1 in 20 students in the UK are turning to working in the sex industry to fund their education.
Wednesday 25th November 7pm – Suggested Donation £2.
Tree years in the making, this documentary-drama recreates the stories and experiences of nine female sex workers who balance a life in Higher Education, with life as a sex worker. To preserve anonymity the student sex workers are played by actors, all the dialogue however drawn directly from interview transcripts. This frank and constantly surprising film does not judge and does not take sides, it presents the stories ‘as they were told’ and leaves room for the audience to debate.
Fog of sex has won two BAFTA Cymru awards – Best cinematography and a ‘breakthrough’ award for the producers ‘visual influence’.
“This is no patronising exposé…. and it’s perhaps this impartiality that gives Fog of Sex its bare-bones, data-driven elegance…Fog of Sex escalates the viewer’s emotional investment along with the stakes and the accounts become dark. Very dark…This is the sort of film making that educates rather than desensitises. It demonises neither men nor women and there is no hyperrealism for gossipy audiences to fetishise… Each shot is rendered with exquisite symmetry and richness of colour, and it’s done with the restrained visual trickery of a veteran documentarian… Fog of Sex is a powerful piece of film making that shines a nuanced, pathos-smattered light on the realm of student sex work. It reveals to us what we don’t want to hear: that sexual exploitation is as much a product of our education system and economy as it is the machinations of the cruel. The only people left to combat the tide are the universities and the cinemas and that, like the final moments of Fog of Sex, is perhaps a small ray of hope”. The Metropolist’: http://www.themetropolist.com/film/reviews/fog-of-sex/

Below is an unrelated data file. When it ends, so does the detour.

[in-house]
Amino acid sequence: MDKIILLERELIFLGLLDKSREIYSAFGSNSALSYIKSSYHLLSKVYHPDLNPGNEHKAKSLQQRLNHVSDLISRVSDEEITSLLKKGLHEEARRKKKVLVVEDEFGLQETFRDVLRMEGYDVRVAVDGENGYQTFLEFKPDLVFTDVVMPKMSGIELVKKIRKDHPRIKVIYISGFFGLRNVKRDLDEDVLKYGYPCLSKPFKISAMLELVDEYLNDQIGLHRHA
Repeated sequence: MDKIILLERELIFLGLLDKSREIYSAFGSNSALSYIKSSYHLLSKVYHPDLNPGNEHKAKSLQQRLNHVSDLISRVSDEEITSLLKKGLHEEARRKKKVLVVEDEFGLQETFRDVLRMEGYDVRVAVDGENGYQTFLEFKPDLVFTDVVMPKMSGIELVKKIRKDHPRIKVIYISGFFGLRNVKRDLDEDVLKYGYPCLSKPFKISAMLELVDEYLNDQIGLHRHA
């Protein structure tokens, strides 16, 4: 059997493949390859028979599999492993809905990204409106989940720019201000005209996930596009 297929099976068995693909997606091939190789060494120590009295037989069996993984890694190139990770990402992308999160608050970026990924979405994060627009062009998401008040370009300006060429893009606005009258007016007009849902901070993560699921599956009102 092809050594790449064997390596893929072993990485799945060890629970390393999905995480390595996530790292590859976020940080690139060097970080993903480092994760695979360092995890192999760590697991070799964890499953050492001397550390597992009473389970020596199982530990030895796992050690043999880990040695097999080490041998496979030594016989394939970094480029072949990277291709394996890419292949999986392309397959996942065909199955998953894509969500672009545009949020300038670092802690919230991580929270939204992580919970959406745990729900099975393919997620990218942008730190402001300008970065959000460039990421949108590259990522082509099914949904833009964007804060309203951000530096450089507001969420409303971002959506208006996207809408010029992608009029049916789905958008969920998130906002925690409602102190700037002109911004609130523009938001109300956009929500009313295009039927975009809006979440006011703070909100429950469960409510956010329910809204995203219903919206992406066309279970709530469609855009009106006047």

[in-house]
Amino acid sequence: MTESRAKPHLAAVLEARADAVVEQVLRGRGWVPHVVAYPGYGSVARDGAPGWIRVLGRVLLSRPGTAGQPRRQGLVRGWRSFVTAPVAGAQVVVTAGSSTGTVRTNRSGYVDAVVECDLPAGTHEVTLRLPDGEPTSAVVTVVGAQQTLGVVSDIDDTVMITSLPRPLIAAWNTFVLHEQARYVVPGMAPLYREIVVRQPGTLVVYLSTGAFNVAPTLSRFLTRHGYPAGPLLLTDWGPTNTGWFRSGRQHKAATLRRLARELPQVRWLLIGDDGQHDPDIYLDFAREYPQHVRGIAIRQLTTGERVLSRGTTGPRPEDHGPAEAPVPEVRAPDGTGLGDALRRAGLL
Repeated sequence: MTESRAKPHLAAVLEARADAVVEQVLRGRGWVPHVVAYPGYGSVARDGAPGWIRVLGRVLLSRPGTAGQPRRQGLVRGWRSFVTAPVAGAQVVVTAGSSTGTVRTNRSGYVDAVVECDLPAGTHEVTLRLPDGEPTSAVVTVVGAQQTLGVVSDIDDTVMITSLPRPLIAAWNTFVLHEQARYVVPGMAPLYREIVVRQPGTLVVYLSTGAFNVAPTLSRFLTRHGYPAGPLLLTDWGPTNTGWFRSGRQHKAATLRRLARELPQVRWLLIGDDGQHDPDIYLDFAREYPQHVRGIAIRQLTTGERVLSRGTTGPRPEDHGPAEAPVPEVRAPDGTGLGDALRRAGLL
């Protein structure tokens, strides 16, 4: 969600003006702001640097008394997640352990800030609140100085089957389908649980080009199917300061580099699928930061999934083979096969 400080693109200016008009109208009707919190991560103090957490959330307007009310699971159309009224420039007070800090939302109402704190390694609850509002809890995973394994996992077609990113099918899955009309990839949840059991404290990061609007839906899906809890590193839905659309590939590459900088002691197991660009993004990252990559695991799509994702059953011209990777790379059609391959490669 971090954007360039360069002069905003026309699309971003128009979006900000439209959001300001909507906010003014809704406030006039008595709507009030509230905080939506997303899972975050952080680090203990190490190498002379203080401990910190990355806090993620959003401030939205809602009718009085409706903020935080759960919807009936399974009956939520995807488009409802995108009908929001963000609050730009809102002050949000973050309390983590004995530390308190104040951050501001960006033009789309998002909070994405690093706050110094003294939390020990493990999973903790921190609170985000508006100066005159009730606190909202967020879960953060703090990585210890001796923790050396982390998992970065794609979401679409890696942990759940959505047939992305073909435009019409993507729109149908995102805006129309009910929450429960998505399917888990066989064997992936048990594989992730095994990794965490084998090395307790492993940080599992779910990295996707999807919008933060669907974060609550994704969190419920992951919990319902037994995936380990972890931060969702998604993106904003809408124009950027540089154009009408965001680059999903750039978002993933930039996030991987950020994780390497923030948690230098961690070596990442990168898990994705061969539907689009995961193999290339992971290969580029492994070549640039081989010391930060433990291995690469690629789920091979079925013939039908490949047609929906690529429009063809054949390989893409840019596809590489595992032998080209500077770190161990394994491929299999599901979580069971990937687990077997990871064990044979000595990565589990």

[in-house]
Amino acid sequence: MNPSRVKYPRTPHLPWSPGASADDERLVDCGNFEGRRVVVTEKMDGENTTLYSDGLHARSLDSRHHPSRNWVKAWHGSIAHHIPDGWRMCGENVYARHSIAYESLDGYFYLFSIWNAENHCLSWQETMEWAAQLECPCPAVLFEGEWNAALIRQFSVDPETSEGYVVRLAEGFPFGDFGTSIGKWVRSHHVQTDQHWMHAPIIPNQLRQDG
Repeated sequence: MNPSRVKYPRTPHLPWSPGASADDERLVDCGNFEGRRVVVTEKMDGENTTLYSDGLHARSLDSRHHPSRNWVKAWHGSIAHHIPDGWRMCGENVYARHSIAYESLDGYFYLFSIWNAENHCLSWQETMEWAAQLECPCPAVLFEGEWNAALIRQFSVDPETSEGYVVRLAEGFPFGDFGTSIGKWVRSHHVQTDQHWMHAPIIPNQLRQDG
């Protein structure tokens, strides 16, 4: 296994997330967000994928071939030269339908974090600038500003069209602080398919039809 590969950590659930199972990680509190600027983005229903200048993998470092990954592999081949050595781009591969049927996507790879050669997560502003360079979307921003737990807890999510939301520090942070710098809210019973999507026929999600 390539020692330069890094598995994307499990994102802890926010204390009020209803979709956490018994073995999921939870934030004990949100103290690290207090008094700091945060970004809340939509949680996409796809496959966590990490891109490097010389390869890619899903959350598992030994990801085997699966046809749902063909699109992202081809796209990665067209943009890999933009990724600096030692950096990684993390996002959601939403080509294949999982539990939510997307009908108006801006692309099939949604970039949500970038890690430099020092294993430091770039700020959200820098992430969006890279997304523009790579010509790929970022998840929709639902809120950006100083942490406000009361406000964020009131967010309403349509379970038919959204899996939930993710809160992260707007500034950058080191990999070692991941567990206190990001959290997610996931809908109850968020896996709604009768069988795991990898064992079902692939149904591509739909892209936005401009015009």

Fog of Sex is directed by BAFTA award winning documentary film maker Christopher Morris. The film is entirely researched, produced and filmed by staff, graduates and students of Newport Film School. The film is made as part of The Student Sex Work Project, a lottery funded research study run by Swansea University.